With the start of each new year come changes in how we pay taxes. Some years, the changes affect employer payroll departments. 2020 is one of those years. There are numerous changes at both the federal and state levels that companies should be aware of. This post highlights the top three.
If compliance with ever-changing rules and regulations is proving too much for your payroll or HR department, we invite you to consider outsourcing your payroll and benefits administration to us. As a nationwide service provider with years of experience, we can take on all your payroll responsibilities so that you can devote your time to other things. Note that we have specialized payroll solutions for the restaurant and construction industries.
With that said, let us get to those payroll changes, so without further ado:
1. Changes in FICA Withholding
Some taxpayers will be paying more in FICA taxes in 2020, though there is no direct change in the rate. FICA is a combination of Social Security and Medicare taxes paid through a combination of payroll deductions and employer contributions. Self-employed individuals do not pay FICA per se; they pay an equivalent self-employment tax.
The FICA rate remains the same in 2020. Social Security is charged at a total of 12.4% while Medicare is 2.9%. Both employer and employee split them down the middle. The biggest change for employers this year is an increase in the amount of income subject to FICA. The 2019 maximum of $132,900 increases to $137,700 for 2020. That is an increase of $4,800. Only those who earn amounts between the old and new limits will see an increase in their taxes.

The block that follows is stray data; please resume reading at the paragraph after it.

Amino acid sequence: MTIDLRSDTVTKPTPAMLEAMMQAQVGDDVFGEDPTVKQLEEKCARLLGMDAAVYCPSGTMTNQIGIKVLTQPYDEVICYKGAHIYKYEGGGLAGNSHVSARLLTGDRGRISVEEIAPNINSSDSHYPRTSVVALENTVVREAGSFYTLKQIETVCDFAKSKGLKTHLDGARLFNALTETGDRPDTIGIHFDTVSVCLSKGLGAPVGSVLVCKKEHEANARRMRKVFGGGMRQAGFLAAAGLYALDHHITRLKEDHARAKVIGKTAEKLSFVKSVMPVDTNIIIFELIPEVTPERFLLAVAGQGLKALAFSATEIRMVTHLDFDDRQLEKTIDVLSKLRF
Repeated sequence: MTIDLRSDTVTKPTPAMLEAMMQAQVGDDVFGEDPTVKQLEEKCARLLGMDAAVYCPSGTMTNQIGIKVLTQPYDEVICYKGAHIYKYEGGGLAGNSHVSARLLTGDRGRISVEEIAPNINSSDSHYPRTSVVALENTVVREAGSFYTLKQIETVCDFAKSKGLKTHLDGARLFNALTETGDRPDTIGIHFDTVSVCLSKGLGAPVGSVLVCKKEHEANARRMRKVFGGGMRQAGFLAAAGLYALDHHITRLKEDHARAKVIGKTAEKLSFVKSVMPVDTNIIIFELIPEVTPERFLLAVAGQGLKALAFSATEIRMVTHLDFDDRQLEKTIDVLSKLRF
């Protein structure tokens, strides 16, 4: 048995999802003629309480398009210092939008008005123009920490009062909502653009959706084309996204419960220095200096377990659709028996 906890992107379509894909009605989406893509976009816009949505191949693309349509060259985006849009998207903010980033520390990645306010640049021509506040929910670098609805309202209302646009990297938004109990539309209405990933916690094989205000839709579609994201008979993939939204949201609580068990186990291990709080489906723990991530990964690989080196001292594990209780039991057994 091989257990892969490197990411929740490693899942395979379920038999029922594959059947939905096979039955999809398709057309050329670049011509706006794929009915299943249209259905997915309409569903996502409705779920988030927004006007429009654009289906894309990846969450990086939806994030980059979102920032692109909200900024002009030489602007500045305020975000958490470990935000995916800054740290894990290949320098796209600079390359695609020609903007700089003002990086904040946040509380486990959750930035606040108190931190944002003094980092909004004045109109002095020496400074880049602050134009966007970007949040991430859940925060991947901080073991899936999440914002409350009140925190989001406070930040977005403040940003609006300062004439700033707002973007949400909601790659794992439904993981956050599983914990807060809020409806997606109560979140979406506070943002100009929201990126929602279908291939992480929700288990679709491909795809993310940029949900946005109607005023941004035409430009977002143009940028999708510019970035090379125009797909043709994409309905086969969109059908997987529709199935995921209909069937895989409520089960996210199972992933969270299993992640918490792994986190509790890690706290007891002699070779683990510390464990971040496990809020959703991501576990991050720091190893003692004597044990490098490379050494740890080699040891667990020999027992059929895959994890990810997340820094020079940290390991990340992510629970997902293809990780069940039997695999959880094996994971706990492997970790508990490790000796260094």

2. New Overtime Rules
The U.S. Department of Labor has finalized their rule governing exemptions to overtime pay. It is effective January 1, 2020. Under the new rule, the standard salary level for exempt employees increases from $455 per week to $684 per week – or $35,568 annually. Employers will be allowed to include non-discretionary bonuses and incentive pay to account for up to 10% of this total.
Annual pay requirements for highly compensated employees increases from $100,000 to $170,432. The IRS defines a highly compensated employee as someone who owns more than 5% interest in the business at any time during the current or previous year. If ownership covers the preceding year, the individual's compensation must exceed $130,000.
3. New W-4 Becomes Mandatory
As a result of the Tax Cuts and Jobs Act 2017, the IRS revised Form W-4 this year. The new form becomes the official form as of January 1, 2020. That means any and all new employees must fill out the new form during the onboarding process. Current employees hired before January 1 are not required to fill out a new form unless they so desire.
The new W-4 eliminates the entry for personal exemptions. In exchange, it allows employees to enter additional amounts of income that will not show up on the W-2 in order to have more withheld. Concerned employees can always visit the IRS website and use the site’s free tool for calculating how much should be withheld.
As for withholding, employers are to use the same withholding tables. That does not change with the new W-4. Employers are not allowed to require employees hired prior to January 1 to fill out a new W-4 if an older form has already been filled out and submitted.
And there you have the top three payroll changes coming for 2020. Again, do not hesitate to reach out to BenefitMall if you are finding that in-house payroll is overwhelming your staff.